Abstract Background Physical activity for adolescents with disabilities (AWD) are reported to have even greater health benefits than for adolescents without disabilities (AWoD). The settings for organised physical activity opportunities can include physical education, extra-curricular activities and community sport. Few studies have reported whether there are differences in participation in these settings between AWD and AWoD. The purpose of this study was to report differences in participation in organised physical activity between AWD and AWoD in Ireland. Methods Data, were disaggregated by disabilities, from the Irish children sport participation and physical activity 2018 study; a national representative self-report survey. Adolescents selected sports and physical activities they took part in the last 12 months in physical education, extra-curricular activities, and community sports. The child functioning module was completed with data coded according to the Washington group on disability statistics criteria. Data were stratified by gender and school level, with average scores of the number of activities analysed by T-Tests with Hedge's g, and no participation by Chi-square test of independence. Results The weighted sample included 6646 adolescents (53% female, 68% secondary level), of which 16% reported disabilities. Specific difficulties were sensory (4%), physical (1%), cognitive (7%), and behavioural (9%). More AWD reported they did not do any organised physical activities in all three settings (physical education, p = 0.029, extra-curriculum, p = >.001, community sport p = >.001) than AWoD. Adolescents with behavioural disabilities reported fewer types of physical education activities (males primary, p = .014, g =.31; secondary, p = .008, g = .24) and community sports (male primary, p = >.001, g = .49; female secondary, p = .027, g = .14) than adolescents without behavioural disabilities. Conclusions Adolescents with behavioural difficulties were the largest disability group and reported fewer number of organised physical activities than AWoD; reinforcing actions are needed to increase perceived choice of activities. An alarming number of AWD reported no organised physical activities in all three settings. More thorough studies are required to investigate these reasons, and to provide support across settings, whereby differences in participation between adolescents with and without disabilities are not so profound.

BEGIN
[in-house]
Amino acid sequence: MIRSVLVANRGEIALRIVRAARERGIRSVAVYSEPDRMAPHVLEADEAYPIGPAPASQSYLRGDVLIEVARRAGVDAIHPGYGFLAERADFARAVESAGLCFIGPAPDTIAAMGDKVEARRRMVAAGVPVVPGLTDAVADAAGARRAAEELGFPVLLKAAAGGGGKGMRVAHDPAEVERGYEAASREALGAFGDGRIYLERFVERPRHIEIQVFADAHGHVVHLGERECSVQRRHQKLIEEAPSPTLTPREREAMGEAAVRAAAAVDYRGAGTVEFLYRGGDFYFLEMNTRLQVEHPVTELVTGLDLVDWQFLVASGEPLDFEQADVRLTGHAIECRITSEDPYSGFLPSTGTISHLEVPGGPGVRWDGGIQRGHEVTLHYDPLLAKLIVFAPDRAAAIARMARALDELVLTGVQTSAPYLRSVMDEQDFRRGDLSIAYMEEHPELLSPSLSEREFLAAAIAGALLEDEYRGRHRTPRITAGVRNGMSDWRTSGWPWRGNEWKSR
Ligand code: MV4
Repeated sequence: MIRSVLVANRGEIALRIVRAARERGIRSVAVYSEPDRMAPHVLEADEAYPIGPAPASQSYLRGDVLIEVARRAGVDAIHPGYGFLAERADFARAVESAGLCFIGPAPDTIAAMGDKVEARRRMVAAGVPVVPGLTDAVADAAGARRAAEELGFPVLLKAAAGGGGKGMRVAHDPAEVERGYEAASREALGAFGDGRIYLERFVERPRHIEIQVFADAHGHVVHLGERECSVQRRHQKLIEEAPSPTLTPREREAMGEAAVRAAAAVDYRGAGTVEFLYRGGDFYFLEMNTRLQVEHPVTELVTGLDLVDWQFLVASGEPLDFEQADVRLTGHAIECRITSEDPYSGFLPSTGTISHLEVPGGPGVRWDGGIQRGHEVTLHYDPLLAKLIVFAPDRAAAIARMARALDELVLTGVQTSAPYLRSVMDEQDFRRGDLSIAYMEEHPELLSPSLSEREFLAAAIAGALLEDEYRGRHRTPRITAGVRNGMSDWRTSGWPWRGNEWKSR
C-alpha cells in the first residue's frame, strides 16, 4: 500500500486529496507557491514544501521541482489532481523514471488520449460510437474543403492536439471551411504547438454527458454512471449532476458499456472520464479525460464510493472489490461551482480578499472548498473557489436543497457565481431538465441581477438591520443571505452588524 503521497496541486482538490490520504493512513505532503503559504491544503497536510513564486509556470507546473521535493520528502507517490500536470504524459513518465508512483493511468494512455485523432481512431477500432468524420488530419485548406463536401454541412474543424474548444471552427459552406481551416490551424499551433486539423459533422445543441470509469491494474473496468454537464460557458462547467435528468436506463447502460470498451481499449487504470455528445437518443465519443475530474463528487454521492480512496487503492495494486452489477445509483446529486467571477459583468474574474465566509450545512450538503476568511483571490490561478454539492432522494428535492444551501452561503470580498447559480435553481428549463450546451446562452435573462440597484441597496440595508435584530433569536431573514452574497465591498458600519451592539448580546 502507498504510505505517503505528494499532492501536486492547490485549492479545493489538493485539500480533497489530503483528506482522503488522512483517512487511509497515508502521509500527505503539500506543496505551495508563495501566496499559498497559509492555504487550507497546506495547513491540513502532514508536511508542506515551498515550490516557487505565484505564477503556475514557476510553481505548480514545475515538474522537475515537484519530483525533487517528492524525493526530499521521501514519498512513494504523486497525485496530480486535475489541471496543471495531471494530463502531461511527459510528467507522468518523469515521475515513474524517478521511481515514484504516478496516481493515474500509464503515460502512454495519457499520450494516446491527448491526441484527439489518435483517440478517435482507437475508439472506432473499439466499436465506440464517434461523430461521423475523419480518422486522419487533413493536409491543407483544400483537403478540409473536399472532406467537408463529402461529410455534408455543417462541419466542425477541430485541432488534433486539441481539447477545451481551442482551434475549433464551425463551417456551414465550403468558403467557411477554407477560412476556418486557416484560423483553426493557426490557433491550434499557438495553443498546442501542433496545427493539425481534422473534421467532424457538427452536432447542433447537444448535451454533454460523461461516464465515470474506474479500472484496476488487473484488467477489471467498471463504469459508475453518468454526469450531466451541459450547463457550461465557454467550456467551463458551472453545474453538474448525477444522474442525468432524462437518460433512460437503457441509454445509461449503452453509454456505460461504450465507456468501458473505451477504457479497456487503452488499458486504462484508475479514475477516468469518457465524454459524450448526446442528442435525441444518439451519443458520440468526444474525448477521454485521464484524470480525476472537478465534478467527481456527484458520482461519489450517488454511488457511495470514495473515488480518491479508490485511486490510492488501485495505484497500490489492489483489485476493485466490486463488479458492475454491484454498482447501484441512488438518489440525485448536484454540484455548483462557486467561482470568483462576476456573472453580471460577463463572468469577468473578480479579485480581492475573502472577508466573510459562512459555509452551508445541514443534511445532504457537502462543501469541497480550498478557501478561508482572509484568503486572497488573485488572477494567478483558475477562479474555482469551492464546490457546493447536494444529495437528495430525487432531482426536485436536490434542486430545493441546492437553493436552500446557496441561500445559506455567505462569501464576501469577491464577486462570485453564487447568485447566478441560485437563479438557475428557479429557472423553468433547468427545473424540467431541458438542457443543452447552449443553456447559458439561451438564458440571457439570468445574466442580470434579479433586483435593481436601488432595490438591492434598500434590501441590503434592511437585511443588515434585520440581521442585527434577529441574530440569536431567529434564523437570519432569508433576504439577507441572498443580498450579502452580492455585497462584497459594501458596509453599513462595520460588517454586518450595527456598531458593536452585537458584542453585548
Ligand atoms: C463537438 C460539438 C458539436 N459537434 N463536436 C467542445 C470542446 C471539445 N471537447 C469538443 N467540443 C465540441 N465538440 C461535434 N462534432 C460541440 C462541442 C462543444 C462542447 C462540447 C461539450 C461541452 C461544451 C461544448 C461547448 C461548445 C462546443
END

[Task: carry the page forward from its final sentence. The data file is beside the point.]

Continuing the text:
- Public Health
- Environmental and Occupational Health